F. Business Environment

35. The business environment remains very difficult. Afghanistan is at the bottom decile of World Bank Doing Business 2015 index and its ranking declined to 183 (out of 189 economies), primarily owing to the increasing time and cost of starting a business, dealing with construction permits, getting credit, and paying taxes. Afghanistan faces significant challenges to improve business environment ranging from licensing procedures, protection of minority investors to contract enforcement and property registration notwithstanding the very difficult security environment.12 Afghanistan was also in the bottom 20 percent in the World Bank’s 2013 Country Performance Ratings, which assesses the policy and institutional framework that more strongly fosters growth and poverty reduction among 76 IDA-eligible countries. Corruption remains high, with a rank of 172 out of 175 countries in Transparency International’s Corruption Perceptions Index in 2014.

36. To support a business-friendly environment, the authorities will strengthen anti-corruption and AML/CFT frameworks. As noted, the authorities are determined to improve the business environment. They have implemented measures to strengthen the anti-corruption and AML/CFT frameworks. The October 2014 presidential decree on Kabul Bank signaled the intentions of the new administration, which has zero tolerance for corruption and tax evasion. The authorities have made progress since May 2015 to strengthen the AML/CFT legal framework notably through the issuance of two DAB regulations on preventive measures in the financial sector and fit and proper requirements. They also are implementing an AML/CFT Action Plan. Staff welcomed the progress and noted that continued efforts and enhanced implementation are needed for Afghanistan to exit the FATF’s monitoring process, to help detect and disrupt the receipt and use of, and to confiscate the proceeds of crimes, including corruption and drug trafficking. The authorities have initiated asset declarations by senior officials and plan to broaden their scope. Staff welcomed the authorities’ efforts to improve asset declarations and emphasized the importance of reducing incentives and opportunities for corruption as well as improving enforcement, while noting that more is needed to facilitate audit and publication of asset declarations. Staff underscored the role of well-trained staff, capacity building and efficient use of the information technology, particularly in customs, to fight against corruption.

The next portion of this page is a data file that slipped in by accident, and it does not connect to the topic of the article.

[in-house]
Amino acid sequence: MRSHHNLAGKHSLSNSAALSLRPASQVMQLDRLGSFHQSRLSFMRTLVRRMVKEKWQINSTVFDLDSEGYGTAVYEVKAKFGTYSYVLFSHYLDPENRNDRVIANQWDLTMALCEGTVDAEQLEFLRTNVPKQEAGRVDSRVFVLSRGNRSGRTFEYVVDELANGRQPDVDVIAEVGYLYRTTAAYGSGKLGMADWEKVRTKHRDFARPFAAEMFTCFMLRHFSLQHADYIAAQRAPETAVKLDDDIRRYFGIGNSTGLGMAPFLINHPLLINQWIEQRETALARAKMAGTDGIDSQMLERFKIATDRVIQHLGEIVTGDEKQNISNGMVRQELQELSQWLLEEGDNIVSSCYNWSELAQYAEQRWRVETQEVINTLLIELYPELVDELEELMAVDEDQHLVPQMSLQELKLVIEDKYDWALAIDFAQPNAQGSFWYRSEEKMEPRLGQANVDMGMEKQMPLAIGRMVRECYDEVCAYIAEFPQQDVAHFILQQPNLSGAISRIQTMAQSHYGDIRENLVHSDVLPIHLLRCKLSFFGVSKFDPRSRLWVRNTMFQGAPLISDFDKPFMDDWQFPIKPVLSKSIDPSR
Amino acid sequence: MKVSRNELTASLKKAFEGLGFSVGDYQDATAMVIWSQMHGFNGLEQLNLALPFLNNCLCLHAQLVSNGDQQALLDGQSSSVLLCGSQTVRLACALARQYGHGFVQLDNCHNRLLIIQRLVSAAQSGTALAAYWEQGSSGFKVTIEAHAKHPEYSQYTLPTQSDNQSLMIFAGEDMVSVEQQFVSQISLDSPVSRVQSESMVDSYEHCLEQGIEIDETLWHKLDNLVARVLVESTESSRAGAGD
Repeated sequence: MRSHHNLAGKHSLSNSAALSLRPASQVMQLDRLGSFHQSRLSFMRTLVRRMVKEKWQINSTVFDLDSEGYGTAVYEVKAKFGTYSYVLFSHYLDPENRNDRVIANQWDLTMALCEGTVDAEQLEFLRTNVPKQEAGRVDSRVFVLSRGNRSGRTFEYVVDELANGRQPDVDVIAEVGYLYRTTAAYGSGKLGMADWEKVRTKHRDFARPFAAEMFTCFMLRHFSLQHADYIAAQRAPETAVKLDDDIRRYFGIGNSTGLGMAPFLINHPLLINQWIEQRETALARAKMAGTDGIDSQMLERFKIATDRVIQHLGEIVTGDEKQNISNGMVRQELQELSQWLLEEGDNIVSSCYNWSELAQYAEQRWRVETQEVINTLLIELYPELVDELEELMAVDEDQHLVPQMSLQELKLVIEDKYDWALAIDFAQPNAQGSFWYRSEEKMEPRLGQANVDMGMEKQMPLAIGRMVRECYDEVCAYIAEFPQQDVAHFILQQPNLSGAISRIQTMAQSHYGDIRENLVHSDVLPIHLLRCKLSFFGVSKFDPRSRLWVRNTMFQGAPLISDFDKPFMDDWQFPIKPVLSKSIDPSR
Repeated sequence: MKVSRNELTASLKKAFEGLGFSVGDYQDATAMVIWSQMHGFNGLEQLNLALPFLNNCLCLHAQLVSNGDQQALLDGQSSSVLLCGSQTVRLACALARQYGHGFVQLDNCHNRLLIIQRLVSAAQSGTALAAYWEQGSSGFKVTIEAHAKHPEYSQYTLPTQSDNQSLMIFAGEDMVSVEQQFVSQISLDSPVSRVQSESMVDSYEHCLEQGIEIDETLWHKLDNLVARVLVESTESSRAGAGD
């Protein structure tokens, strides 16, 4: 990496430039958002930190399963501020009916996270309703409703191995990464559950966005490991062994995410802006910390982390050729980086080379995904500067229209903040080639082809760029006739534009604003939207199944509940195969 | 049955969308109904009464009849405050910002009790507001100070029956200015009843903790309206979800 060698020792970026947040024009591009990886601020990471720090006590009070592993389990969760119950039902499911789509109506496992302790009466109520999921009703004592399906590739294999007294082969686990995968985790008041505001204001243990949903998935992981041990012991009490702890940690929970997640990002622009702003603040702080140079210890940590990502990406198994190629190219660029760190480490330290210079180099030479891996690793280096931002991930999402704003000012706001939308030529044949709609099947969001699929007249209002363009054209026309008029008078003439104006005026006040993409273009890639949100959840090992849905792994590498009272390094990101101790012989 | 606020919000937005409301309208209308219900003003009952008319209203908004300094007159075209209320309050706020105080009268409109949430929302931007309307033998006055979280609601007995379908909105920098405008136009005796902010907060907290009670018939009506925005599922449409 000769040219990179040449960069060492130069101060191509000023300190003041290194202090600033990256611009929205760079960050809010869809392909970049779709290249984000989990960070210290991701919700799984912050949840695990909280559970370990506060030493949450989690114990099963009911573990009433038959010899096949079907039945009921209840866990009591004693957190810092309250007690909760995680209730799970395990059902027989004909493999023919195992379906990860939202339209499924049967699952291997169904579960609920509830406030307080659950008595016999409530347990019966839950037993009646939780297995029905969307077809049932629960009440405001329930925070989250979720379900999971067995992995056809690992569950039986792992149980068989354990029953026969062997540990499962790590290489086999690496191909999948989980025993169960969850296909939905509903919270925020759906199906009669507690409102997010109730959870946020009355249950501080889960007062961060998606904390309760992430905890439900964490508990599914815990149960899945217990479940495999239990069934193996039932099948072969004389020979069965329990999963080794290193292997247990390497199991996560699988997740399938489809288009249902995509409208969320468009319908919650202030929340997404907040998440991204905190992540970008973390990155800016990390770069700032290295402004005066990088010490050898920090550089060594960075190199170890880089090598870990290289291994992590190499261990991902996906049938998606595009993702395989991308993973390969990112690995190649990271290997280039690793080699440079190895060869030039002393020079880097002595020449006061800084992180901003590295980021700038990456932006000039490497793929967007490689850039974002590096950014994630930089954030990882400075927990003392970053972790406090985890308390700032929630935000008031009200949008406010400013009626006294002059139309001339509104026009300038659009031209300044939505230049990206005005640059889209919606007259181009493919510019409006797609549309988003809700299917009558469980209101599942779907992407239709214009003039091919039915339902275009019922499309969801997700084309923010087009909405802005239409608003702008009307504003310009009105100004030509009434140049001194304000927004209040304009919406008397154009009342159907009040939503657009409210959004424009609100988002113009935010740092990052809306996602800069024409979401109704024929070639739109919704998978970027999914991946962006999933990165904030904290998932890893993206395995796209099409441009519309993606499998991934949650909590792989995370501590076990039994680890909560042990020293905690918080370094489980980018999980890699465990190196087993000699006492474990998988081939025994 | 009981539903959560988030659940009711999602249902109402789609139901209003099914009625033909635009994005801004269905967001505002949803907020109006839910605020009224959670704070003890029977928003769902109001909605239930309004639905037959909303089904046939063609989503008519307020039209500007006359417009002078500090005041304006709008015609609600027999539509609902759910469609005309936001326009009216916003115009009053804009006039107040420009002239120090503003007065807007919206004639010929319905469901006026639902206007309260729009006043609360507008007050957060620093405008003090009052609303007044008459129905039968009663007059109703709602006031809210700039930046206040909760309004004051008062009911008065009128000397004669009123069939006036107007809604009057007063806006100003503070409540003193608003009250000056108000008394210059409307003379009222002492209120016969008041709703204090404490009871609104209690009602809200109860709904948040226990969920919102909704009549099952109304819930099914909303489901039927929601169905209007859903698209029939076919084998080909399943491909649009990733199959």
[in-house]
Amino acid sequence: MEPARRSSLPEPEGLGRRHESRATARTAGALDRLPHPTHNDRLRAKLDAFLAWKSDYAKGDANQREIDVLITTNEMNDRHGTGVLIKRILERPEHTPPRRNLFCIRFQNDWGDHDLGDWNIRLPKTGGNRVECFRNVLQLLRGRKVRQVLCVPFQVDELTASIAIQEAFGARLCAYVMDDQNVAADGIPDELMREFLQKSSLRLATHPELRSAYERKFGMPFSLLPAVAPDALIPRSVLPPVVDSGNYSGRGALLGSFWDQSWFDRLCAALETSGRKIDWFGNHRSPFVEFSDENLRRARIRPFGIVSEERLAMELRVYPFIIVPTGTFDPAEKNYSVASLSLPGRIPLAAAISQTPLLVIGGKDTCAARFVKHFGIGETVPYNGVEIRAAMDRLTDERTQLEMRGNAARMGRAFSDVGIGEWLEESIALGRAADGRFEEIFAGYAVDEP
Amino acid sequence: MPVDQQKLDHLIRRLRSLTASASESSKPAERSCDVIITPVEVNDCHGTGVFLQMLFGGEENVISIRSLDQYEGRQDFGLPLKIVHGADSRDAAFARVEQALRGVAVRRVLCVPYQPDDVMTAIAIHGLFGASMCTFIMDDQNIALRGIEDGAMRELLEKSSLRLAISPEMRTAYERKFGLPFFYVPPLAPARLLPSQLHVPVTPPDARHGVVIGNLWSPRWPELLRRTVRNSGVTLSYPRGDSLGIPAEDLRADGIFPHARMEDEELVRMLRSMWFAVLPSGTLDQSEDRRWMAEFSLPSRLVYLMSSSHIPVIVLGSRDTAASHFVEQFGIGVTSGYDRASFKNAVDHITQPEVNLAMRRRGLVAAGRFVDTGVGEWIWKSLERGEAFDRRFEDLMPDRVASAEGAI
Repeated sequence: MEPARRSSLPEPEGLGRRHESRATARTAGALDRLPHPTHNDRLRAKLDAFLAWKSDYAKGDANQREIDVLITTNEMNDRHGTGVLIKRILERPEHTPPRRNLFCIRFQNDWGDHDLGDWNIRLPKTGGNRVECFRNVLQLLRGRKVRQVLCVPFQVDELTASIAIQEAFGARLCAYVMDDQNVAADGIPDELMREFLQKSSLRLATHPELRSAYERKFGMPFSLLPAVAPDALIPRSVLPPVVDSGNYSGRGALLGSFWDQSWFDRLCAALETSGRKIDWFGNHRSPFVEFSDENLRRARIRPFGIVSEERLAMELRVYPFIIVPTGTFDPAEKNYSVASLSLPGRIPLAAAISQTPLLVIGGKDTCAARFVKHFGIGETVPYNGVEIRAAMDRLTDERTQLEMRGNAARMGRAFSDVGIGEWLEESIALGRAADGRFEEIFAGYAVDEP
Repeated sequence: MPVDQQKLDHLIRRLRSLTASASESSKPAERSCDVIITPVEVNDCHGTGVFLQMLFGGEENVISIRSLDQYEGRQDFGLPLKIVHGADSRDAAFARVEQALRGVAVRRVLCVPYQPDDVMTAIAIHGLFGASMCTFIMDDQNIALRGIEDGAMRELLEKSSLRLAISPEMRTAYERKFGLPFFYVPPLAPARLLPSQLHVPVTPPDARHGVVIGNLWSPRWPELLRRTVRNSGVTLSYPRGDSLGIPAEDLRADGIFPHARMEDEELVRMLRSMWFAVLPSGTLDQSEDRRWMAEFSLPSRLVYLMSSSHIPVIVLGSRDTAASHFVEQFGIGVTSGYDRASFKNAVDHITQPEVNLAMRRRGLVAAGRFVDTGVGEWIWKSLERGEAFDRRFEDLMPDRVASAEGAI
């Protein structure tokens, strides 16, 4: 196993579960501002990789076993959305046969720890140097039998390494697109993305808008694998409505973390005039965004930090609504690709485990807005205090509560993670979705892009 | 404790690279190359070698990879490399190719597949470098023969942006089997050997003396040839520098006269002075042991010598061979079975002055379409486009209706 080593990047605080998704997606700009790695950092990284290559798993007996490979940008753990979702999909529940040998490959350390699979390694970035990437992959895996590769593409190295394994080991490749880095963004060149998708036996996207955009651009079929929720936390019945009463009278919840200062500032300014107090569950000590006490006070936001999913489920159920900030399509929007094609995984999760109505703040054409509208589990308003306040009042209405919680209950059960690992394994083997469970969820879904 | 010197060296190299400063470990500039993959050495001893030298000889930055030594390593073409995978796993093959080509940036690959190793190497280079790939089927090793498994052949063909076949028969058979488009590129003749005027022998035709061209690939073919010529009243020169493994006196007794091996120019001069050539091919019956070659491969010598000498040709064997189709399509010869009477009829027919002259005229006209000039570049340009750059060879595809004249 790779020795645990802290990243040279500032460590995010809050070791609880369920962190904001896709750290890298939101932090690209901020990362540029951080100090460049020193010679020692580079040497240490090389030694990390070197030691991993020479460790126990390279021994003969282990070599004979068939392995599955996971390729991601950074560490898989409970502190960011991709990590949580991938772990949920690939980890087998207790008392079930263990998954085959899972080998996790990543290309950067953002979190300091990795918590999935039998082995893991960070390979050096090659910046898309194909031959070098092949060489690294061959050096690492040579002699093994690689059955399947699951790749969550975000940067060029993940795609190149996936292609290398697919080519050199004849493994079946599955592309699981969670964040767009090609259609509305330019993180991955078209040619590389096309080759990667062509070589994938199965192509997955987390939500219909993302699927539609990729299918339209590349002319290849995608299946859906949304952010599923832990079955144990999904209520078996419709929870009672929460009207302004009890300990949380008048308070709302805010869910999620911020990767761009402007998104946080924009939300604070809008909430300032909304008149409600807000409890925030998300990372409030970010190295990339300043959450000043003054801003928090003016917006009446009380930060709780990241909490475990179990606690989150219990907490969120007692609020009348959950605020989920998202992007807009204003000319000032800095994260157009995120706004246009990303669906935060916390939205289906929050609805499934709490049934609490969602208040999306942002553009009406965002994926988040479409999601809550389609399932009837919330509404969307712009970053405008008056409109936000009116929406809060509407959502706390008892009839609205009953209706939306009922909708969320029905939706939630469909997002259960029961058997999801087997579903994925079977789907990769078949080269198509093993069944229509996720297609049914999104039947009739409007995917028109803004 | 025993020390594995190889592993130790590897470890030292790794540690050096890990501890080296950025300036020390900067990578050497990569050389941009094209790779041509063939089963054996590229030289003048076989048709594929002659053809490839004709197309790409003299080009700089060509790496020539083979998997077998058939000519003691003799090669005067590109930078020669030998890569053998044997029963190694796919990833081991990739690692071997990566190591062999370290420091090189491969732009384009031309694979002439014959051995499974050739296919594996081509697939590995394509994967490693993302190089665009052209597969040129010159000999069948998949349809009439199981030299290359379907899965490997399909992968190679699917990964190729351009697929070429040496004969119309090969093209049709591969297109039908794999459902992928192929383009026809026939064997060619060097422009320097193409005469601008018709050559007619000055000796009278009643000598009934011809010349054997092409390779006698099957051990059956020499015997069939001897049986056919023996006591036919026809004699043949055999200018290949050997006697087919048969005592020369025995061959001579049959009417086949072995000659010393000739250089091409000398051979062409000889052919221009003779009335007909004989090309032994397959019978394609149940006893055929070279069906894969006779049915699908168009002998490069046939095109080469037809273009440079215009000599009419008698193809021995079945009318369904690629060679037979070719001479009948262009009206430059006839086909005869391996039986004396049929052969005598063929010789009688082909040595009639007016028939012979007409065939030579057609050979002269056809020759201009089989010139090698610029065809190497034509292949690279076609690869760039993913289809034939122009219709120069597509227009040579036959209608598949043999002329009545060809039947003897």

A01ufig11

Islamic Republic of Afghanistan: Business Environment and Governance

Citation: IMF Staff Country Reports 2015, 324; 10.5089/9781513592817.002.A001

Sources: World Bank Doing Business Database; World Bank Worldwide Governance Indicators; World Bank Business Environment and Enterprise Performance Survey; and IMF staff calculations.1/ Low income countries;2/ Middle East, North Africa, and Pakistan;3/ Emerging market economies;4/ Worldwide Governance Indicators include government effectiveness, regulatory quality, rule of law, and control of corruption; trend line is based on cross-country regression.

G. Protecting the Poor

37. Pro-poor spending peaked in 2014 as a result of higher payments to families of martyrs and disabled. Pro-poor spending stood at 3.1 percent of GDP in 2014 compared to 2.3 percent in 2013. Owing to challenges in securing donor support to finance operations and maintenance spending on health and education, and better targeting of pensions to families of martyrs and disabled, the budgeted pro-poor spending is projected to amount to 2.7 percent of GDP in 2015, a floor in the SMP. The authorities are committed to continue supporting families of martyrs and disabled and improving the targeting of these payments. They reiterated that the definition of pro-poor spending in the budget was rather narrow, since it comprised only the ministries of education, health, and social affairs (about 40 percent of non-security/non-development outlays), and indicated that most government spending favored the poor.